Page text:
Nader, LeDoux, and a neuroscientist named Jacek Debiec taught rats elaborate sequences of association, so that a series of sounds predicted the arrival of a painful shock to the foot. Nader calls this a “chain of memories”—the sounds lead to fear, and the animals freeze up. “We wanted to know if making you remember that painful event would also lead to the disruption of related memories,” Nader says. “Or could we alter just that one association?” The answer was clear. By injecting a protein synthesis inhibitor before the rats were exposed to only one of the sounds—and therefore before they underwent memory reconsolidation—the rats could be “trained” to forget the fear associated with that particular tone. “Only the first link was gone,” Nader says. The other associations remained perfectly intact. This is a profound result. While scientists have long wondered how to target specific memories in the brain, it turns out to be remarkably easy: All you have to do is ask people to remember them.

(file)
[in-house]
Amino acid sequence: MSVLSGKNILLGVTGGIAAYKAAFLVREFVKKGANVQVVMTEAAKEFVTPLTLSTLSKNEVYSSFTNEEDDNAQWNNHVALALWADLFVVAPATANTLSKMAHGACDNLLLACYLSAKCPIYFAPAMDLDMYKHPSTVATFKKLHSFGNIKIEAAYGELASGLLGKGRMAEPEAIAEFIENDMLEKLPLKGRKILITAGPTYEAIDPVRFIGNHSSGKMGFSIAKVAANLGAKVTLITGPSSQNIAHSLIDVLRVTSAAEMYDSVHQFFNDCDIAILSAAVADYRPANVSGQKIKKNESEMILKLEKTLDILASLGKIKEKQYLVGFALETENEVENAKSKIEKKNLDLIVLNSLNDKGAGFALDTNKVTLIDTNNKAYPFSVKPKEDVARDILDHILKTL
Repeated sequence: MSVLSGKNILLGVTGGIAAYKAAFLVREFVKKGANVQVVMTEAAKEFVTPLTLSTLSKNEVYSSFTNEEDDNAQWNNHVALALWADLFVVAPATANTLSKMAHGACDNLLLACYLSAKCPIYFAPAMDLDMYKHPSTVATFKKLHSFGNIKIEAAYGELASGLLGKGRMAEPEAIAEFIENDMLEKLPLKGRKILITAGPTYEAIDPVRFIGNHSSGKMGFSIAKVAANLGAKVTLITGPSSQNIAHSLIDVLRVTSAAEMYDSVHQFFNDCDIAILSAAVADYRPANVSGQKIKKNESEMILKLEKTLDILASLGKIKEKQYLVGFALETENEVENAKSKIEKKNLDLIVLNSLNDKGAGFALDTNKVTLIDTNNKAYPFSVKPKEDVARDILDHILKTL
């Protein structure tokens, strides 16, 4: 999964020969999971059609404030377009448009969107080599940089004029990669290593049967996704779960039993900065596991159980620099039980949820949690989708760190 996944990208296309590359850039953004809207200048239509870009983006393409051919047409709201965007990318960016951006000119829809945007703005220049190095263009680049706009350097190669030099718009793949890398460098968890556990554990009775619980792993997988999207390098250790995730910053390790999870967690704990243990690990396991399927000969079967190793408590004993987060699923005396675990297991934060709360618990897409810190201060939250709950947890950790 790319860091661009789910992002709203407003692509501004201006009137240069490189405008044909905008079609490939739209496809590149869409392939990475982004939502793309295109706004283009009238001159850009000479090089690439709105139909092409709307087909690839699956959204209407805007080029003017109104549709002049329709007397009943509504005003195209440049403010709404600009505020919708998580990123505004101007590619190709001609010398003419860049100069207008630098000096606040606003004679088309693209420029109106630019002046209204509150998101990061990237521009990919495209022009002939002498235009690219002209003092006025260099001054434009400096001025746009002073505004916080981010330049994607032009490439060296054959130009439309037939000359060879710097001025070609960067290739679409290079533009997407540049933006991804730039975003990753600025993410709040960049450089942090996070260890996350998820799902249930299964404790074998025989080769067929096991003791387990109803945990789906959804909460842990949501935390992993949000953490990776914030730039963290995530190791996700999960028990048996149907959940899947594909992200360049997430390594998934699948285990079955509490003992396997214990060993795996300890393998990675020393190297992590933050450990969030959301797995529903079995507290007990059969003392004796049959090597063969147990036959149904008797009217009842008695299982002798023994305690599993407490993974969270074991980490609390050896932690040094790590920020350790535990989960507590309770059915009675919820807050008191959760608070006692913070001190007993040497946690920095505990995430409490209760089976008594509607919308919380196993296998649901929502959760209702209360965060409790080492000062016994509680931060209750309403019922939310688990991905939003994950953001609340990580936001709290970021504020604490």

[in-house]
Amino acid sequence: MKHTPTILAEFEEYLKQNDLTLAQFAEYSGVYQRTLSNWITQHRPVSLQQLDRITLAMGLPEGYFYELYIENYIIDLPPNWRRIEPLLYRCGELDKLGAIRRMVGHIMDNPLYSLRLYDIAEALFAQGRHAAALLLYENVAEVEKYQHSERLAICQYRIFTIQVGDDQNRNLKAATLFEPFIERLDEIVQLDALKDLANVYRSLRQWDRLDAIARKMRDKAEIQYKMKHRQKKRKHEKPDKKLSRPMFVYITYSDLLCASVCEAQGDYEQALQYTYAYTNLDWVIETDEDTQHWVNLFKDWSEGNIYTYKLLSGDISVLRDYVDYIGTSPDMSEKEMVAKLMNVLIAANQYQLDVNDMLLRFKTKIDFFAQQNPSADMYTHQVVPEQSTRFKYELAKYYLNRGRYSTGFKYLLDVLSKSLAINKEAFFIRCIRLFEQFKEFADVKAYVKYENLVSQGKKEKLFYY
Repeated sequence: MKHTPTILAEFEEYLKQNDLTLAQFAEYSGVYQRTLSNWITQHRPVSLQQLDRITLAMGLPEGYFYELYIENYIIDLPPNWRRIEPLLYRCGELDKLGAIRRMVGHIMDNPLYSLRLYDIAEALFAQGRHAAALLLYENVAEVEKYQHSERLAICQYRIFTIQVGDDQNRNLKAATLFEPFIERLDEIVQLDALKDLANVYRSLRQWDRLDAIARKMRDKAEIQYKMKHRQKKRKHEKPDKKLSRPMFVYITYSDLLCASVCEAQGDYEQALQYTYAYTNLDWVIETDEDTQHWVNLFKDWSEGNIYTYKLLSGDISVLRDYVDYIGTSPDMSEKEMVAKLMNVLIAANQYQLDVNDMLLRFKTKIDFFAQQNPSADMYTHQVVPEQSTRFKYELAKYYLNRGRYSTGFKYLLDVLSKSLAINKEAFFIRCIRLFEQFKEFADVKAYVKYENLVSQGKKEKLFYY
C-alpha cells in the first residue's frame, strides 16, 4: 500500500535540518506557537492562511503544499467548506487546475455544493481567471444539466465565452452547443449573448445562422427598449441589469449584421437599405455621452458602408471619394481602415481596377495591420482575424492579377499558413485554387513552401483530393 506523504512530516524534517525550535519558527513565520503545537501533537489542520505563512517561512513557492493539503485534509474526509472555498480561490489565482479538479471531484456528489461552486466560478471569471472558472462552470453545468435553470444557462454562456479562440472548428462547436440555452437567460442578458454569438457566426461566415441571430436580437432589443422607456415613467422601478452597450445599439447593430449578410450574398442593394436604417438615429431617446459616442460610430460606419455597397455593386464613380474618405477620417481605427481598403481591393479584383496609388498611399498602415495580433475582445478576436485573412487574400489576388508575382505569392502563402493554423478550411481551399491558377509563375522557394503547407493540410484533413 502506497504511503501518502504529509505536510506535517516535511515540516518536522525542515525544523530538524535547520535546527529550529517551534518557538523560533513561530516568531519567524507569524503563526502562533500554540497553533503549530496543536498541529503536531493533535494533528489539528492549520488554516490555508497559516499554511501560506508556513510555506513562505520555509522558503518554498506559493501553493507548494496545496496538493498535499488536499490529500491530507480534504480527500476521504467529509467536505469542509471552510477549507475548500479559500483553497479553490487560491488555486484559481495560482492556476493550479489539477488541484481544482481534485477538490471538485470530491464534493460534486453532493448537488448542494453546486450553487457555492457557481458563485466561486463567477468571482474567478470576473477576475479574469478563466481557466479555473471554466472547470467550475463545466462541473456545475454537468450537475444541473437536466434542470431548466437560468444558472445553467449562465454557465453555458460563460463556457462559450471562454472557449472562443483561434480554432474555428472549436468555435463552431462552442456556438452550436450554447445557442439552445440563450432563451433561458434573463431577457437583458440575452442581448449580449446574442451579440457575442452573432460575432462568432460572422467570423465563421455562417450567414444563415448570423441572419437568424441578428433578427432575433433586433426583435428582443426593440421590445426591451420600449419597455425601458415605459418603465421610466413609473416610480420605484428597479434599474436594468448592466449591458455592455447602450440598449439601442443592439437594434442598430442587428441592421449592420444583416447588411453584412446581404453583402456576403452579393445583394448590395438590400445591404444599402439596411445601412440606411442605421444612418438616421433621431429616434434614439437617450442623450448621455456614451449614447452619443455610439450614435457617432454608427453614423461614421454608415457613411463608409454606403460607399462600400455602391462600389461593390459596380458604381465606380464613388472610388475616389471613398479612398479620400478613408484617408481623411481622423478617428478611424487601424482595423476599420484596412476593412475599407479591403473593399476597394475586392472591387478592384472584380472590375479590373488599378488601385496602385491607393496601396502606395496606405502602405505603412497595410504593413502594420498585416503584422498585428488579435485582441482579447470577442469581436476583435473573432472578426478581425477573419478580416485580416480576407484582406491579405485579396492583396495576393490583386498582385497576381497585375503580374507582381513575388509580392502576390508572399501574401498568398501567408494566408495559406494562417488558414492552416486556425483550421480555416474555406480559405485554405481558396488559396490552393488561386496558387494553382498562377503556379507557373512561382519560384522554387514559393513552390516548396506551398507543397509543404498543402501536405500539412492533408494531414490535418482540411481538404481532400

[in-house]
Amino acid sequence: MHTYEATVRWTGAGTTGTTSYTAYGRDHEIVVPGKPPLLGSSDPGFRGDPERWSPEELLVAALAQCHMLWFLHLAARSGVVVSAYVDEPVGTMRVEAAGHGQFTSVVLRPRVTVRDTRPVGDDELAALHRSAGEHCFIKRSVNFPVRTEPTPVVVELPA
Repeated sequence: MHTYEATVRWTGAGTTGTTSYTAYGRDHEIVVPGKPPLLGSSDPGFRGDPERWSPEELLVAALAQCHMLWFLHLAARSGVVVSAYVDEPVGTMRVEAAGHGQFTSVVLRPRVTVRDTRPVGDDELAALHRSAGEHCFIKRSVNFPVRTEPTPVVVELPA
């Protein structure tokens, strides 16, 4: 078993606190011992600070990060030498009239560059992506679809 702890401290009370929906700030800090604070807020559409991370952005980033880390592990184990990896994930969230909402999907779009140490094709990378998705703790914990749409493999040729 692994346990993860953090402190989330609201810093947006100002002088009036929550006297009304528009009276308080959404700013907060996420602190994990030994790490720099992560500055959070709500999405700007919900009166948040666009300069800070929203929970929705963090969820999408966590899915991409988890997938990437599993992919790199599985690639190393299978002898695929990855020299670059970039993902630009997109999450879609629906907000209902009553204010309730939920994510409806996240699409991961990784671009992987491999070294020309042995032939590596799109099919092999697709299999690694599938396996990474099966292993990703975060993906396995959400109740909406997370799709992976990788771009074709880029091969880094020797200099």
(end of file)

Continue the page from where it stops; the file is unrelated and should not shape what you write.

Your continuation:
In addition to PTSD, erasing certain memories could aid therapies for chronic pain, obsessive-compulsive disorder, and drug addiction. But is it right to erase memories? Medical ethicists are divided. Some say that the memory of pain is educational, and it's wrong to mess with what makes us who we are. Others are excited about the possibility of helping those who suffer. And the rest of us wonder what happens when this technology falls into the wrong hands. Read the rest on this fascinating subject at Wired. Link -via Metafilter